The basis of his admiration of ‘Queen Mab’ is not difficult to find. He said about the poem: “I never ceased …. .to love its lyric indignation against the tyrannies and injustices that man heaps on himself and its passion for individual freedom” (as quoted in ‘Flame in Darkness – the Life and Sayings of Anagarika Dharmapala’ by the English monk Maha Sthavira Sangharakshita, (1980). There is no doubt that this specimen of Shelly’s juvenilia (i.e. works done in his youth) was nevertheless an important source of inspiration for the Anagarika in his life’s work.
What must have appealed to Don David Hewavitharne in ‘Queen Mab’ was obviously more than just the polemical attack it mounts on “the tyrannies and injustices” that humans inflict on fellow humans. The poem embodies many of the radical ideas that Shelley articulated in his works, and some of these such as his atheism, his criticism of meat eating as a cause of vice, and the implicit advocacy of vegetarianism, his idea of death as something not to be feared, his condemnation of political and religious tyranny, his socialist politics, his scientific attitude to human experience and the external world, his belief in the moral perfectibility of humanity, his nonviolence and antipathy towards war, and his vision of social and political change through intellectual transformation are sure to have struck a chord in the great patriot and Buddhist revivalist that the young David later became.
‘Queen Mab’, a book-length poem in nine parts, was written and privately distributed by Percy Bysshe Shelley (1792-1822) in 1813. It was the poet’s first work of genuine literary merit. His decision to make it available to a select circle suggests the type of audience he wanted to address: the target readers were of the same patrician (aristocratic) background as himself who had the time and the means to get an education, and the leisure to read and enjoy poetry; the mostly illiterate downtrodden masses whose welfare he actually had in mind and who stood to gain most from the revolutionary changes he envisioned were for the most part outside of this circle; the Anagarika belonged to the same higher social class in this country as Shelley did in England.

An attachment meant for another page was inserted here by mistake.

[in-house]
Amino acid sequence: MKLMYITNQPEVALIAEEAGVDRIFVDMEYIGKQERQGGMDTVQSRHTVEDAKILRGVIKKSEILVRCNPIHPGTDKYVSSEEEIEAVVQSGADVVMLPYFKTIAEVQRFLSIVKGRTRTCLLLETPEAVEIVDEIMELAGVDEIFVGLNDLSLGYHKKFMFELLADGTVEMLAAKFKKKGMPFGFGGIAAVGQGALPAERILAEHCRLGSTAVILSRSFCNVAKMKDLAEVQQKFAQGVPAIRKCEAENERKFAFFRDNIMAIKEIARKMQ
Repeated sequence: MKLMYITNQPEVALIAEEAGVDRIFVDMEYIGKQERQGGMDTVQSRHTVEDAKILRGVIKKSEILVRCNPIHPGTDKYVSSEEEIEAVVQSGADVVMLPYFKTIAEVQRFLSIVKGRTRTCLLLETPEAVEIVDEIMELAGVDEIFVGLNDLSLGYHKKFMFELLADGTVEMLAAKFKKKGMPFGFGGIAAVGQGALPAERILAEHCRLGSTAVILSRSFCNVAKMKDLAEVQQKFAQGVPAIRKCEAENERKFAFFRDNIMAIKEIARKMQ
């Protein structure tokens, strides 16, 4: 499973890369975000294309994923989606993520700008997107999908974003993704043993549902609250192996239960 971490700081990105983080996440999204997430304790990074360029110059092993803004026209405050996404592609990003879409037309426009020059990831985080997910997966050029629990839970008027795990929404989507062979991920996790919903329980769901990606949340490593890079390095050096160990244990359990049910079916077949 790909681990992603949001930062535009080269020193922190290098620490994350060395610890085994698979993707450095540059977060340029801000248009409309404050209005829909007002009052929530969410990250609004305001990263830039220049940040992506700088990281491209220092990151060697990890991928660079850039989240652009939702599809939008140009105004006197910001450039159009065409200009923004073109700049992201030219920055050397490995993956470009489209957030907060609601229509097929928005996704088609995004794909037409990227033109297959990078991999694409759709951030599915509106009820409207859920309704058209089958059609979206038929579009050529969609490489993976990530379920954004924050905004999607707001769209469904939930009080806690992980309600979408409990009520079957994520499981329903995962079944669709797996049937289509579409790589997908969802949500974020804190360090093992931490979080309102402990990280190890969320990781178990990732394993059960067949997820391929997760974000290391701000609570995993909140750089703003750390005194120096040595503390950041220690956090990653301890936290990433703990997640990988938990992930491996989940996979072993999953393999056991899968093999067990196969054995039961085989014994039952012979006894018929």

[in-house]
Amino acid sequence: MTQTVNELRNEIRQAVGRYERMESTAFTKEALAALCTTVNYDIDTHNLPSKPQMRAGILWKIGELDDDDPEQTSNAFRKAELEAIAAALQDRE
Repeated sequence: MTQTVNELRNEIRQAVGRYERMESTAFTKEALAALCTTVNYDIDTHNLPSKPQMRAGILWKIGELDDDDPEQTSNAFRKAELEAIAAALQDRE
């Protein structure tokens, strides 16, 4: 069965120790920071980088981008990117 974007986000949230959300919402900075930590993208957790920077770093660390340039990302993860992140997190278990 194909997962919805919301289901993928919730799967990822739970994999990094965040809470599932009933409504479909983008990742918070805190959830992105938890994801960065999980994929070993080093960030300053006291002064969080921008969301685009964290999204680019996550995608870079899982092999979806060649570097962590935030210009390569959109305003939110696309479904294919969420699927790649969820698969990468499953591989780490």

Structurally, ‘Queen Mab’ is a fairy tale composed in nine cantos (main divisions). A fairy named Queen Mab comes down in her ethereal car to the sleeping Ianthe, a beautiful young maiden. Leaving the girl in her deep slumber the fairy awakens her Soul or Spirit and invites it onboard and transports it to her celestial abode at the uttermost edge of the universe. From that vantage point the Spirit (Ianthe’s Soul) is given a view of the universe stretching below. The fairy promises the Spirit to reveal the state presumably, of humanity’s past and present and the ‘secrets of the future’:
Critics have called this poem a dream vision allegory, a fairy tale, a utopian daydream, a protest- poem etc. The young David Hewavitharne might have identified ‘Queen Mab’ as a protest-poem. In terms of its substance we may call it a philosophical poem as well. In fact, the 1813 title of the poem was ‘Queen Mab: A Philosophical Poem with Notes’. Shelley was a ‘philosopher’ among the Romantics in the sense that while treating the usual ‘Romantic’ themes of beauty, passion, power of the imagination, the natural goodness of humanity, political freedom etc which formed their characteristic subject matter, he discovered and articulated causal connections in them with rare precision and clarity. He was unique in this respect among his contemporaries, with the possible exception of William Wordsworth (1770-1850) as critics have pointed out. Reading ‘Queen Mab’ we feel that it qualifies for all the above labels.
Though it is unselfconsciously melodramatic, coldly polemical, and crudely emotive in much of its versification and though he himself seemed years later to have had second thoughts about its estimation as a poem worthy of publishing for public consumption when he came to know that a pirated edition of the poem had appeared in 1821 (which was just a year before his accidental death by drowning), the ‘philosophy’ that he versifies in it is found to be as mature as it ever got in his case (considering the fact that he died at the young age of 30). The poem has even been described as ‘monumental’ by more sympathetic, and in my opinion more rational-minded and more discerning, readers. Obviously, Anagarika Dharmapala was among this group of readers.